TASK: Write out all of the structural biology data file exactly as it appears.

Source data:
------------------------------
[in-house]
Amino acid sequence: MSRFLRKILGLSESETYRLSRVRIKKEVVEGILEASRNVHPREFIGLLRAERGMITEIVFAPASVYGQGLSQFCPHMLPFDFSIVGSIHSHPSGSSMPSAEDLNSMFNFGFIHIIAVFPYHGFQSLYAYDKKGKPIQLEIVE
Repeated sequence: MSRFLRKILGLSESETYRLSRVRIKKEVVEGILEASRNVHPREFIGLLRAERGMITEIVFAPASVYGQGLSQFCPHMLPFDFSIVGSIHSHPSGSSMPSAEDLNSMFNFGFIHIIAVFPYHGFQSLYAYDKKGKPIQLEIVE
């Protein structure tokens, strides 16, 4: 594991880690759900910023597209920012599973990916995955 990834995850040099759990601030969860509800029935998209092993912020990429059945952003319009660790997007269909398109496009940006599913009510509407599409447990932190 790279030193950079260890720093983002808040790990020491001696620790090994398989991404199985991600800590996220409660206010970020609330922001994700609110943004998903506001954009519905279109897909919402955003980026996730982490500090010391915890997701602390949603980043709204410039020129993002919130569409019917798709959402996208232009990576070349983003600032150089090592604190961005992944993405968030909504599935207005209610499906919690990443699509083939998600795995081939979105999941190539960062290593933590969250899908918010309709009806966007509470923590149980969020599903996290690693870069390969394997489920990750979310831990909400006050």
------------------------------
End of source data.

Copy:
[in-house]
Amino acid sequence: MSRFLRKILGLSESETYRLSRVRIKKEVVEGILEASRNVHPREFIGLLRAERGMITEIVFAPASVYGQGLSQFCPHMLPFDFSIVGSIHSHPSGSSMPSAEDLNSMFNFGFIHIIAVFPYHGFQSLYAYDKKGKPIQLEIVE
Repeated sequence: MSRFLRKILGLSESETYRLSRVRIKKEVVEGILEASRNVHPREFIGLLRAERGMITEIVFAPASVYGQGLSQFCPHMLPFDFSIVGSIHSHPSGSSMPSAEDLNSMFNFGFIHIIAVFPYHGFQSLYAYDKKGKPIQLEIVE
């Protein structure tokens, strides 16, 4: 594991880690759900910023597209920012599973990916995955 990834995850040099759990601030969860509800029935998209092993912020990429059945952003319009660790997007269909398109496009940006599913009510509407599409447990932190 790279030193950079260890720093983002808040790990020491001696620790090994398989991404199985991600800590996220409660206010970020609330922001994700609110943004998903506001954009519905279109897909919402955003980026996730982490500090010391915890997701602390949603980043709204410039020129993002919130569409019917798709959402996208232009990576070349983003600032150089090592604190961005992944993405968030909504599935207005209610499906919690990443699509083939998600795995081939979105999941190539960062290593933590969250899908918010309709009806966007509470923590149980969020599903996290690693870069390969394997489920990750979310831990909400006050």